Professor Geoff Lane introduced this concept to me during the AJJF convention in which I received my Nidan. I was given some great food for thought, enough to think about for years. During that discussion it became quickly apparent to me where I needed work, which simultaneously felt exciting and discouraging. Luckily, we have all been trained well in facing adversity. I’m not sure how the rest of you all build self-confidence, but my process involves looking at something from all angles to better understand it. Once I understand something, there’s no reason to fear it. After some pondering, however, it was clear that I didn’t really understand Tigers so I went looking for some to learn about the other side of the coin. All things in balance right? This search took me to Thailand, a country full of tough martial artists who strive to resemble the fierce striped cats. After living and training with the Thais for some time – after endless rounds of bag work, conditioning, sparring, clinching, skipping rope – I’ve learned a bit I’d like to share with you. This information is pulled from experience with modern fighters, retired champions with their unique flavors of a classic style, and Pra Jao Seua “Tiger King” (no kidding) Muay Boran or “Ancient Boxing.”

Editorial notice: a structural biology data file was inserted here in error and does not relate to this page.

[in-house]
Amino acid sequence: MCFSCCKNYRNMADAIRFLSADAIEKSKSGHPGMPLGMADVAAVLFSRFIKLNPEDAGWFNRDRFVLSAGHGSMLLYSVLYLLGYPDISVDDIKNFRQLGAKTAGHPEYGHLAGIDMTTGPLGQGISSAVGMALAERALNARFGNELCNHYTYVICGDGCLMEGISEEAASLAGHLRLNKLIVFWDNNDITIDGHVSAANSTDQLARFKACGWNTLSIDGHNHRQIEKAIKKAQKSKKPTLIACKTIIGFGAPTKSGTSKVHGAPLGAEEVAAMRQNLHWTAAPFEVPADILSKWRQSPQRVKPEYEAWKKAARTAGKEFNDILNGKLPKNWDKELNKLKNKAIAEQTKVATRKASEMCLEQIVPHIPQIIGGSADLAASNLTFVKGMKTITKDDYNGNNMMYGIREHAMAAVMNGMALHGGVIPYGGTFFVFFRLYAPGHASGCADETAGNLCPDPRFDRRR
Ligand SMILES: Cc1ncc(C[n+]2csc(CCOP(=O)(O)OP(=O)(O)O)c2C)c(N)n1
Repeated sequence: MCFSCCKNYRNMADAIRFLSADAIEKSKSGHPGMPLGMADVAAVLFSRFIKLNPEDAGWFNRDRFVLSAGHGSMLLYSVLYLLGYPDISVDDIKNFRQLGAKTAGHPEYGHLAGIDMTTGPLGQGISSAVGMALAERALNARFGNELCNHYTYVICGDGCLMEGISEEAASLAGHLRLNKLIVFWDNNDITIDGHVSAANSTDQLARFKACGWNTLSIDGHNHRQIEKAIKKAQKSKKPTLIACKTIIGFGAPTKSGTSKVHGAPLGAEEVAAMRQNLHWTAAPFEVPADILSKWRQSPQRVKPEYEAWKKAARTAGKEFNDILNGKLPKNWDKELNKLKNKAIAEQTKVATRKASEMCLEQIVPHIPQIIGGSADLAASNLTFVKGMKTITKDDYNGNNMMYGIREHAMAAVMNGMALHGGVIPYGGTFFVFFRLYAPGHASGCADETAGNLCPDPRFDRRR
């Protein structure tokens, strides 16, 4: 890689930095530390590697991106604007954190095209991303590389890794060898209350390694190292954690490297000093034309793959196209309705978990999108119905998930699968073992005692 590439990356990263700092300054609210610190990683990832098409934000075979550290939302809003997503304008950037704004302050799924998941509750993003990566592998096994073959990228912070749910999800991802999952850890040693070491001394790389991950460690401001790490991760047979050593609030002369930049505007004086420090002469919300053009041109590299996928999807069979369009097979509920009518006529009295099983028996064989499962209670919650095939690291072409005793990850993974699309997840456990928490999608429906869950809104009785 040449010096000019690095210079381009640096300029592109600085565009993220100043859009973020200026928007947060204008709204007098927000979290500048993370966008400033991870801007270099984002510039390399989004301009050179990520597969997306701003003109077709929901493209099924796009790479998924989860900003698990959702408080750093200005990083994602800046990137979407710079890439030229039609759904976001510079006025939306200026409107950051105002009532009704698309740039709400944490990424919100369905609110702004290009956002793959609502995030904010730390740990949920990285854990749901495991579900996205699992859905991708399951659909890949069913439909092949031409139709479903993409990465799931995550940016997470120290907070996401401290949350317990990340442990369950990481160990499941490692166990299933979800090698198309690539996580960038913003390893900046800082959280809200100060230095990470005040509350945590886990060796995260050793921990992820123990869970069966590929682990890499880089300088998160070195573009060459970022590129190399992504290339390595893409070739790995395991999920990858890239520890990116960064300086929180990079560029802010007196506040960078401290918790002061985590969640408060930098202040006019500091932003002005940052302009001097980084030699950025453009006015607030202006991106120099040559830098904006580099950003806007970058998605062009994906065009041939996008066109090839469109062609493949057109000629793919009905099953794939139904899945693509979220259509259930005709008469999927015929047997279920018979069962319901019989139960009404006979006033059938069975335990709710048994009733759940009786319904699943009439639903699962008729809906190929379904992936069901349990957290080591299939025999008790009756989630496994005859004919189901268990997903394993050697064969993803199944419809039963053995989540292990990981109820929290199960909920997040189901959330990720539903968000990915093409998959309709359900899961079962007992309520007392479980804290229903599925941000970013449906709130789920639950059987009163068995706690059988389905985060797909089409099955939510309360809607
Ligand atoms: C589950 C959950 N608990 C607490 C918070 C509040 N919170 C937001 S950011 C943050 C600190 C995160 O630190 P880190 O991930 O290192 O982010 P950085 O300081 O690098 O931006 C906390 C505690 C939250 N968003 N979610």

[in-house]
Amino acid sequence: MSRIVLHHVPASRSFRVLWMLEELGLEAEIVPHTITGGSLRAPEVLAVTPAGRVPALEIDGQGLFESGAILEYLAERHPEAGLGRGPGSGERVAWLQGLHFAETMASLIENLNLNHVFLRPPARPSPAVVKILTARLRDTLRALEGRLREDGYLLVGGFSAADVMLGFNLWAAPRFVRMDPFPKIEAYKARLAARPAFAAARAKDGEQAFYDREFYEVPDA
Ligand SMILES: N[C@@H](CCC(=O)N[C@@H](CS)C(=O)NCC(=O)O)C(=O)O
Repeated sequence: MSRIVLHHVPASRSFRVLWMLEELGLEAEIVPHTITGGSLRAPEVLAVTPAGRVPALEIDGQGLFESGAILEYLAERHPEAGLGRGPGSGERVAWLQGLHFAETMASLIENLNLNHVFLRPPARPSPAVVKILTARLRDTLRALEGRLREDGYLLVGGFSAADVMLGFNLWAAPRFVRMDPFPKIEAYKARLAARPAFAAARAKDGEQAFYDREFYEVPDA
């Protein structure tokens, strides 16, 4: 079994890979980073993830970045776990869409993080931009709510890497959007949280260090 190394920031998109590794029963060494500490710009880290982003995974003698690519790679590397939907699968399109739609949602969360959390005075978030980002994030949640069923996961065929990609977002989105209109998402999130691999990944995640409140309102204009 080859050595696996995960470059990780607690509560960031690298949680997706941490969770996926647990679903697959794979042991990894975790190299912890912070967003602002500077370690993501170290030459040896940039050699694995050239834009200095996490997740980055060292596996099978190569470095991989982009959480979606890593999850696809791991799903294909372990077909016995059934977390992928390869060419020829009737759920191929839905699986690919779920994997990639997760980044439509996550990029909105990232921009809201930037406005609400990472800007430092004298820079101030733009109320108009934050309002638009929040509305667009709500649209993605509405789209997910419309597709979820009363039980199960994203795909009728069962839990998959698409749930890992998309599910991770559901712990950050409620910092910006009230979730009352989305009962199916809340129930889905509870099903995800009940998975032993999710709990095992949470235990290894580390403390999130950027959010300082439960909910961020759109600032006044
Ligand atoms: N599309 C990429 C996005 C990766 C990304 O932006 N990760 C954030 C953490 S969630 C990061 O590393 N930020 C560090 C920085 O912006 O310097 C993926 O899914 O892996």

There are many things I learned from the Tigers that now benefit me as a Dragon. While some of these may be obvious, some may be new so hopefully I provide some good food for thought.